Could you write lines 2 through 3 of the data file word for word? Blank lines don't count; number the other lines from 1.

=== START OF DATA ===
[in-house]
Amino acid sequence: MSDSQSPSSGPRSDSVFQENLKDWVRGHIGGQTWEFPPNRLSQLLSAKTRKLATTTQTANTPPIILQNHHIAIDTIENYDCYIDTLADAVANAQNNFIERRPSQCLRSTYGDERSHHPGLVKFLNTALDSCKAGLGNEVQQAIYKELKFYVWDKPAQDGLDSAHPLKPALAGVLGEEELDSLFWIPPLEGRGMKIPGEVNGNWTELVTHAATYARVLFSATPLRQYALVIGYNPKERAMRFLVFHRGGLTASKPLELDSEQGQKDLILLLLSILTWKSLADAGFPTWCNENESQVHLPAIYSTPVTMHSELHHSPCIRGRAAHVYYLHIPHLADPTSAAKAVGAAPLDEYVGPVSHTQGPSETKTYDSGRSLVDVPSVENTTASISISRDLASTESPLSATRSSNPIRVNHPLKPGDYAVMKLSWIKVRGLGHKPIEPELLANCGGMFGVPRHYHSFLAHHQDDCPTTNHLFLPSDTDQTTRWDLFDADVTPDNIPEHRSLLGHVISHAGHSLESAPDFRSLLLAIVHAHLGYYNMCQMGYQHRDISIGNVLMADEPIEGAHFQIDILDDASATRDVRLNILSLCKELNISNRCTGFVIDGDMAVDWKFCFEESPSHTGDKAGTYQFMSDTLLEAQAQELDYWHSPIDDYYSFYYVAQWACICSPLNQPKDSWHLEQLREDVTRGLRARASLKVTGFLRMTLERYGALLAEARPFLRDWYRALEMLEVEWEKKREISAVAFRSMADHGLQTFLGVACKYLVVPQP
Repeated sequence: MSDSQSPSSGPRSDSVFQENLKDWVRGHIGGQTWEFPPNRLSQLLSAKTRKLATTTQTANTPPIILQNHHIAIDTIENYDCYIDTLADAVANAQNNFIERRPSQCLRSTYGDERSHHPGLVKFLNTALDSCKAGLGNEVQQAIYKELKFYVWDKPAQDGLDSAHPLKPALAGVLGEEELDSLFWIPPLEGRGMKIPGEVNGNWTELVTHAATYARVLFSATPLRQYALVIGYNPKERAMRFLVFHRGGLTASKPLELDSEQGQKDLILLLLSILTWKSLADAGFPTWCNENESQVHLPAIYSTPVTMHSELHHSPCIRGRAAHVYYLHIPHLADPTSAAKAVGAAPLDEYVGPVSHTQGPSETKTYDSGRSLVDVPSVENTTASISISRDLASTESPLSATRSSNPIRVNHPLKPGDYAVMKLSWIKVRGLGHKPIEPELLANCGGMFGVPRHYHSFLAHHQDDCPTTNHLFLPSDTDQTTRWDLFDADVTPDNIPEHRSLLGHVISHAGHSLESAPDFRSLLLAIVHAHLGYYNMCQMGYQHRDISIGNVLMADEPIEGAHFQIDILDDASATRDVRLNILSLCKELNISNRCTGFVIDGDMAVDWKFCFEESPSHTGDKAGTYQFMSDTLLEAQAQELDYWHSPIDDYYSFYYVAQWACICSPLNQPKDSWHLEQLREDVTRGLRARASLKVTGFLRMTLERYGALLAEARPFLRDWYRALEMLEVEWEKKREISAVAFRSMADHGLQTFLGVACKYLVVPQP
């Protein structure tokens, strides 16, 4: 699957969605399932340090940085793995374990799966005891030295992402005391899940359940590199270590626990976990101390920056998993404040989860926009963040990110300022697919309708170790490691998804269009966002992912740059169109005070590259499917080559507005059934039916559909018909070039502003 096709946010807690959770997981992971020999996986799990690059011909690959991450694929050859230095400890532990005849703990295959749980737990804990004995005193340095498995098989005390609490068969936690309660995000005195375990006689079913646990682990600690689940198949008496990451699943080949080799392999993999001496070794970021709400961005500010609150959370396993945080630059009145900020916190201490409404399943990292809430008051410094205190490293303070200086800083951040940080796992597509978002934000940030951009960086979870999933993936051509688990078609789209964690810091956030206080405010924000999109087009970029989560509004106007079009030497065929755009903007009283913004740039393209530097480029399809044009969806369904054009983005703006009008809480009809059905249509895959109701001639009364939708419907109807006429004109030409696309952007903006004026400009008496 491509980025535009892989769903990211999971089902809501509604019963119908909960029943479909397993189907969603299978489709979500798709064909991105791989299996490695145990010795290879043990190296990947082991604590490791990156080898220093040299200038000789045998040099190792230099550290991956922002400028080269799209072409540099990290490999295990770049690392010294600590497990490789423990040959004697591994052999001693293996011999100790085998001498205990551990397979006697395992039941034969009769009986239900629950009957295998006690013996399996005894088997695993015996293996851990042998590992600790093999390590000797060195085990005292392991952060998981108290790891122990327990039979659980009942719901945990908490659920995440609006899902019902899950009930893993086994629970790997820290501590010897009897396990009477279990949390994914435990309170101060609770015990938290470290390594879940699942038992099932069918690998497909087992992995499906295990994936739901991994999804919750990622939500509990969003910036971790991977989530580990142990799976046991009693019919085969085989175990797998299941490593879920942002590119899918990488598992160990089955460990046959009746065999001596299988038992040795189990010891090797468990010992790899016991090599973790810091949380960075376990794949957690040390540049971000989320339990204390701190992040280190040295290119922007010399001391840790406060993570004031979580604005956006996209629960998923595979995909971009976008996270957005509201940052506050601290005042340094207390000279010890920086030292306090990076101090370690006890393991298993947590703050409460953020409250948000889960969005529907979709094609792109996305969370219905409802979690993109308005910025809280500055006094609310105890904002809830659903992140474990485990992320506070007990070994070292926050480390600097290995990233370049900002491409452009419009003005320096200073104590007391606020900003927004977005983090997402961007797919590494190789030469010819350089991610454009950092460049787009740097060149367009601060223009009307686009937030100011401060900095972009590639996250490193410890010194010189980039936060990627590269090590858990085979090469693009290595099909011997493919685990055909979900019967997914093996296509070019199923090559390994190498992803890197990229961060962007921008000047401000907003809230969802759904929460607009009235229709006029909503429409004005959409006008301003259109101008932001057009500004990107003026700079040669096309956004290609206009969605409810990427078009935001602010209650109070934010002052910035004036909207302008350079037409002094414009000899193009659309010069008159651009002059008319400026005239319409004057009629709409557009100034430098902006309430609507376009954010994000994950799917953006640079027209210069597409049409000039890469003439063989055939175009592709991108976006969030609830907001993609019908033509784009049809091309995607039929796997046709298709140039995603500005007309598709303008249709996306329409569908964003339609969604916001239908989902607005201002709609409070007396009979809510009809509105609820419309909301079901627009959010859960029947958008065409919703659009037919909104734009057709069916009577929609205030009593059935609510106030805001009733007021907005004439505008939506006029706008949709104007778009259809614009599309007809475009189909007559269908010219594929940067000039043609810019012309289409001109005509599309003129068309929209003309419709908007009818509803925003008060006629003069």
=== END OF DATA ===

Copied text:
Amino acid sequence: MSDSQSPSSGPRSDSVFQENLKDWVRGHIGGQTWEFPPNRLSQLLSAKTRKLATTTQTANTPPIILQNHHIAIDTIENYDCYIDTLADAVANAQNNFIERRPSQCLRSTYGDERSHHPGLVKFLNTALDSCKAGLGNEVQQAIYKELKFYVWDKPAQDGLDSAHPLKPALAGVLGEEELDSLFWIPPLEGRGMKIPGEVNGNWTELVTHAATYARVLFSATPLRQYALVIGYNPKERAMRFLVFHRGGLTASKPLELDSEQGQKDLILLLLSILTWKSLADAGFPTWCNENESQVHLPAIYSTPVTMHSELHHSPCIRGRAAHVYYLHIPHLADPTSAAKAVGAAPLDEYVGPVSHTQGPSETKTYDSGRSLVDVPSVENTTASISISRDLASTESPLSATRSSNPIRVNHPLKPGDYAVMKLSWIKVRGLGHKPIEPELLANCGGMFGVPRHYHSFLAHHQDDCPTTNHLFLPSDTDQTTRWDLFDADVTPDNIPEHRSLLGHVISHAGHSLESAPDFRSLLLAIVHAHLGYYNMCQMGYQHRDISIGNVLMADEPIEGAHFQIDILDDASATRDVRLNILSLCKELNISNRCTGFVIDGDMAVDWKFCFEESPSHTGDKAGTYQFMSDTLLEAQAQELDYWHSPIDDYYSFYYVAQWACICSPLNQPKDSWHLEQLREDVTRGLRARASLKVTGFLRMTLERYGALLAEARPFLRDWYRALEMLEVEWEKKREISAVAFRSMADHGLQTFLGVACKYLVVPQP
Repeated sequence: MSDSQSPSSGPRSDSVFQENLKDWVRGHIGGQTWEFPPNRLSQLLSAKTRKLATTTQTANTPPIILQNHHIAIDTIENYDCYIDTLADAVANAQNNFIERRPSQCLRSTYGDERSHHPGLVKFLNTALDSCKAGLGNEVQQAIYKELKFYVWDKPAQDGLDSAHPLKPALAGVLGEEELDSLFWIPPLEGRGMKIPGEVNGNWTELVTHAATYARVLFSATPLRQYALVIGYNPKERAMRFLVFHRGGLTASKPLELDSEQGQKDLILLLLSILTWKSLADAGFPTWCNENESQVHLPAIYSTPVTMHSELHHSPCIRGRAAHVYYLHIPHLADPTSAAKAVGAAPLDEYVGPVSHTQGPSETKTYDSGRSLVDVPSVENTTASISISRDLASTESPLSATRSSNPIRVNHPLKPGDYAVMKLSWIKVRGLGHKPIEPELLANCGGMFGVPRHYHSFLAHHQDDCPTTNHLFLPSDTDQTTRWDLFDADVTPDNIPEHRSLLGHVISHAGHSLESAPDFRSLLLAIVHAHLGYYNMCQMGYQHRDISIGNVLMADEPIEGAHFQIDILDDASATRDVRLNILSLCKELNISNRCTGFVIDGDMAVDWKFCFEESPSHTGDKAGTYQFMSDTLLEAQAQELDYWHSPIDDYYSFYYVAQWACICSPLNQPKDSWHLEQLREDVTRGLRARASLKVTGFLRMTLERYGALLAEARPFLRDWYRALEMLEVEWEKKREISAVAFRSMADHGLQTFLGVACKYLVVPQP